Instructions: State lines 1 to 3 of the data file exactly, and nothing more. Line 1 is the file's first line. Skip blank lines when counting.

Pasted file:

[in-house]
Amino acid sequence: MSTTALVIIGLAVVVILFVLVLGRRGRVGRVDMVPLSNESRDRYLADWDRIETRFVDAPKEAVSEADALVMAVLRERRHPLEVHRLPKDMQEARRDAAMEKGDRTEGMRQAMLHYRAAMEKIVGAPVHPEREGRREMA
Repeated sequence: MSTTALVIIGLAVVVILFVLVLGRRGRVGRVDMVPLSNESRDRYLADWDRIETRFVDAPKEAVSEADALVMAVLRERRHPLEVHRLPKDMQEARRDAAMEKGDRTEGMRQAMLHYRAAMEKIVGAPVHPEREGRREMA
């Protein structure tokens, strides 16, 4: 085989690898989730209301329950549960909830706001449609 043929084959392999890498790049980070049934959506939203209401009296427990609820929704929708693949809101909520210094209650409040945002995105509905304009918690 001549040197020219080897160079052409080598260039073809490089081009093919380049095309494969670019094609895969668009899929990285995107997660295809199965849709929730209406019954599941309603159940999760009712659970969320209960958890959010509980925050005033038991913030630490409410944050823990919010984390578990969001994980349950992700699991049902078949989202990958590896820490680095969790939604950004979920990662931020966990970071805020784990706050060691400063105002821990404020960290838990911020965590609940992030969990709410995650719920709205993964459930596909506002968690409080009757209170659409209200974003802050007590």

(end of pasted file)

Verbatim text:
[in-house]
Amino acid sequence: MSTTALVIIGLAVVVILFVLVLGRRGRVGRVDMVPLSNESRDRYLADWDRIETRFVDAPKEAVSEADALVMAVLRERRHPLEVHRLPKDMQEARRDAAMEKGDRTEGMRQAMLHYRAAMEKIVGAPVHPEREGRREMA
Repeated sequence: MSTTALVIIGLAVVVILFVLVLGRRGRVGRVDMVPLSNESRDRYLADWDRIETRFVDAPKEAVSEADALVMAVLRERRHPLEVHRLPKDMQEARRDAAMEKGDRTEGMRQAMLHYRAAMEKIVGAPVHPEREGRREMA